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From Peter Bloem...@peterbloem.nl>
Subject Re: One (large) field shared by many documents
Date Sun, 20 May 2007 00:49:22 GMT
Ah, now we're getting somewhere. So I run the first query on the 
collection index, get a set of collection id's from that. But how do I 
use them in the second query on the document index? It should be easy 
enough to retrieve all documents in the returned collections (which is 
what I'm after), but then I want to rank them as if they had the 
collection's term vector as a field. Is there some way to modify a 
document just prior to processing?

I have several thousand collections, but the number of collections 
matching a query should remain quite small. The collections contain 
about as much text as a small webpage, so the chance that one query 
matches huge amounts of collections is small. If this does become a 
problem, I could still store the document id's. My data won't change, so 
there's no danger of the document id's changing. The end result of the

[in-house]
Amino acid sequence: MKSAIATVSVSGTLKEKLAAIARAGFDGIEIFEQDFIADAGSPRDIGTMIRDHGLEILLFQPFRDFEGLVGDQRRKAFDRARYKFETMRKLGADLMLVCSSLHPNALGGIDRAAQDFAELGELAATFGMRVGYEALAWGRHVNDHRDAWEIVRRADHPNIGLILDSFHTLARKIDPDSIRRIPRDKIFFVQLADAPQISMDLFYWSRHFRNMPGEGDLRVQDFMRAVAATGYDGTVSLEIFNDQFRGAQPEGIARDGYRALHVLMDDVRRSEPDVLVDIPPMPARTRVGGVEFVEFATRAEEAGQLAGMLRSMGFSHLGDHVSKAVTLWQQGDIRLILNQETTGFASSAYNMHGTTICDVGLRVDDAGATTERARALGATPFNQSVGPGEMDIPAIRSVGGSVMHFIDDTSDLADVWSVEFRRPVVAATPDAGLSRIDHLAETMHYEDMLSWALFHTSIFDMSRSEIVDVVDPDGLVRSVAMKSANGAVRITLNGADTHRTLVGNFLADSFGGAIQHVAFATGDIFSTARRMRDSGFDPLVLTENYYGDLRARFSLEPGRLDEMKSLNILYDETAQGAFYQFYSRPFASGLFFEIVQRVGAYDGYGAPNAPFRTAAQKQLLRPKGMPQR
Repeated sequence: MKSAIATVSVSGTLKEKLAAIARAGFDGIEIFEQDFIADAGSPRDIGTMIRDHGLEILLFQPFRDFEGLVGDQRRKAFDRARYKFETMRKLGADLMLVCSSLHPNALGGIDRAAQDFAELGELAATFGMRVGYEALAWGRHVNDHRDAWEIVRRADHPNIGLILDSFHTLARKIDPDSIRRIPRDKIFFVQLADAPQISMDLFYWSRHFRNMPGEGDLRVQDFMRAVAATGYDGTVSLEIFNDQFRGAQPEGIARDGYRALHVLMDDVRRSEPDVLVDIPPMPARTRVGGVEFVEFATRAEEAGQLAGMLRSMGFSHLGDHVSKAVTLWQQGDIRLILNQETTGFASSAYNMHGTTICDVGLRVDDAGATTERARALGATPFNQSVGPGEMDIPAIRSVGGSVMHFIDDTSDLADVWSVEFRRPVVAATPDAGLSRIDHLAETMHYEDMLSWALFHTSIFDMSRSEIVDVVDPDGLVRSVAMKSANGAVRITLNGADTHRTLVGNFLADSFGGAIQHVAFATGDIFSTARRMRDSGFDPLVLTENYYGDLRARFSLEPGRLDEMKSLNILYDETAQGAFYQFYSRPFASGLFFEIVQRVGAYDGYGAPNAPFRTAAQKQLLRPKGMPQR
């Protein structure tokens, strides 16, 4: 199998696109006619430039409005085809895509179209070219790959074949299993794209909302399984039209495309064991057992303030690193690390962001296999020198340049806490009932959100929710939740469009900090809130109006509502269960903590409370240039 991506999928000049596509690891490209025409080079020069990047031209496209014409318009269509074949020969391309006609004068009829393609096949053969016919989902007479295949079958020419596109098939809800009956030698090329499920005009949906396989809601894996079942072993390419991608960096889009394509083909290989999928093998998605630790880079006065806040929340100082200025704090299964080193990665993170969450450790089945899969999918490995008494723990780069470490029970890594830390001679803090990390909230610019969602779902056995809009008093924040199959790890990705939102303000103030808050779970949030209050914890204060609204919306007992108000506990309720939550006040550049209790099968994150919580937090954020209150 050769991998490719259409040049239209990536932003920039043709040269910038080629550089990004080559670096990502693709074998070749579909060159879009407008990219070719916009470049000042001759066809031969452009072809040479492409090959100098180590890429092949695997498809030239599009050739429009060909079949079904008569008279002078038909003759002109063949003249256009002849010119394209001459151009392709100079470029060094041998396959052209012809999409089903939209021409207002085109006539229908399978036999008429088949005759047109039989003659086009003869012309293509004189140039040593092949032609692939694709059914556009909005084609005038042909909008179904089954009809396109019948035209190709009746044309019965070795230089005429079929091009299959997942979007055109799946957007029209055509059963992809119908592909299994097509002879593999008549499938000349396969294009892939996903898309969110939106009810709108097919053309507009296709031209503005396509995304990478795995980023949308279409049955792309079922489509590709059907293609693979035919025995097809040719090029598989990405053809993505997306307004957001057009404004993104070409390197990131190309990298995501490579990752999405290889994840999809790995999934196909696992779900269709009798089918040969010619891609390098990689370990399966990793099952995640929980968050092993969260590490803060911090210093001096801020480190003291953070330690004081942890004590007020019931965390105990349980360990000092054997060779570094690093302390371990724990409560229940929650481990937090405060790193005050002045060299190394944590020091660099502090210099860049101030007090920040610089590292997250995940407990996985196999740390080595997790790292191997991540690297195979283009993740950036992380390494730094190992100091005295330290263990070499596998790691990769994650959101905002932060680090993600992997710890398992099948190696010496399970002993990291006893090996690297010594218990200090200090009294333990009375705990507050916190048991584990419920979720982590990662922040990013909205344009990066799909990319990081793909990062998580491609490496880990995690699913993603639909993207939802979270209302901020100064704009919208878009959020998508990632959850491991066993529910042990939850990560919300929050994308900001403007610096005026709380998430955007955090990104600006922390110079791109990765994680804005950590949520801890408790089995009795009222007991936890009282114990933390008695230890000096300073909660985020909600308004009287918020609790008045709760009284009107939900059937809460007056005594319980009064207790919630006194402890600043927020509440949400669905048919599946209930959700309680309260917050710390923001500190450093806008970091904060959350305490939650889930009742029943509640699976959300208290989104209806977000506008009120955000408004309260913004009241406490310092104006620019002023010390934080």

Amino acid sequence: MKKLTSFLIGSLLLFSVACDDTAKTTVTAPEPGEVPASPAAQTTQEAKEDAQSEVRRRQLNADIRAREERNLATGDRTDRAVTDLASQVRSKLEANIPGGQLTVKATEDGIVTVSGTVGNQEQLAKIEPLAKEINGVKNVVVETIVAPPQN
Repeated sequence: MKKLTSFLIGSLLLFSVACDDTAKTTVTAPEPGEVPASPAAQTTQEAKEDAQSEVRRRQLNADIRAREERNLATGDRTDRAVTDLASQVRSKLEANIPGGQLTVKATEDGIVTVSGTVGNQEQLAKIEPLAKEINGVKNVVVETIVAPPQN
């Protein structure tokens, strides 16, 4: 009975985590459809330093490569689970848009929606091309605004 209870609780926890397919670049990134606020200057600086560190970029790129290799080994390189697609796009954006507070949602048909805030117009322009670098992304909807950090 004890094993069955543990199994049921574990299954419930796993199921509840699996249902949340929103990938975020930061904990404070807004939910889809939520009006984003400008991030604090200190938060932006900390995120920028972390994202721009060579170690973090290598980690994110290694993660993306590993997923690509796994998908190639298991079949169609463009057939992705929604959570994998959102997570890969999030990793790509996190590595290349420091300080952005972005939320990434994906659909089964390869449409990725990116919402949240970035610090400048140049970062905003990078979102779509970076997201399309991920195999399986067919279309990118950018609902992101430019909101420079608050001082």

project has to look like a production system, but it doesn't have to be 
one. :)

I can see why using Lucene like a database is worrying. There's already 
the problem of referential integrity (what if you update 
document/collection id's), which databases do well, and Lucene doesn't 
do at all (as there doesn't seem to be a standard mechanism for this 
sort of thing). On the other hand, I don't think this technique is very 
new. I think it's a common smoothing method in xml element retrieval 
(smoothing an element with the contents of its ancestor elements). So 
surely this sort of thing gets done a lot. I guess there are bound to be 
some limits to the inverse index that require less pretty tricks like these.

regards,
 Peter

Erick Erickson wrote: